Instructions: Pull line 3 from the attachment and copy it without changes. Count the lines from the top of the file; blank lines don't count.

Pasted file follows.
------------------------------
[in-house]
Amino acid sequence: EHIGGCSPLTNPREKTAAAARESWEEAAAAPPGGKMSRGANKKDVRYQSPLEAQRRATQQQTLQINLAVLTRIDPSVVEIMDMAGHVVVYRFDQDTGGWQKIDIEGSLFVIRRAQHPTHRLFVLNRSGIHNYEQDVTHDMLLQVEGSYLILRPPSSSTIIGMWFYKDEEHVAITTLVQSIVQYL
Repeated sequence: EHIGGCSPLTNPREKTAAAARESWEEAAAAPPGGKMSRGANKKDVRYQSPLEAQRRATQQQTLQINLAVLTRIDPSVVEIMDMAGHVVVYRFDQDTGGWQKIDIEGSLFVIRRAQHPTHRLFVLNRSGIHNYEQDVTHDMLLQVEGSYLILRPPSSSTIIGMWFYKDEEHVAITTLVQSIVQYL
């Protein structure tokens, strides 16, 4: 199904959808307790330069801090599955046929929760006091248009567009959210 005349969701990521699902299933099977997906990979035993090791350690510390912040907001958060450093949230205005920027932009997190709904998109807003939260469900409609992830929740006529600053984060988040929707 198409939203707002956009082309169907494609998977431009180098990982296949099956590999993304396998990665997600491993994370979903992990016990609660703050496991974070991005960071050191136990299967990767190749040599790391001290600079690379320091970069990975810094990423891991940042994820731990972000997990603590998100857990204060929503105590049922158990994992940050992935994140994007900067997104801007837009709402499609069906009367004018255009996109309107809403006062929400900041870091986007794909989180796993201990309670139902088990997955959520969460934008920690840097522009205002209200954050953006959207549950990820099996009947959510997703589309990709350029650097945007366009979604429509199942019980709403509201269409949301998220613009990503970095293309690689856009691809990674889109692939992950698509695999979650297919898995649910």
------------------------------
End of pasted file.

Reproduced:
Repeated sequence: EHIGGCSPLTNPREKTAAAARESWEEAAAAPPGGKMSRGANKKDVRYQSPLEAQRRATQQQTLQINLAVLTRIDPSVVEIMDMAGHVVVYRFDQDTGGWQKIDIEGSLFVIRRAQHPTHRLFVLNRSGIHNYEQDVTHDMLLQVEGSYLILRPPSSSTIIGMWFYKDEEHVAITTLVQSIVQYL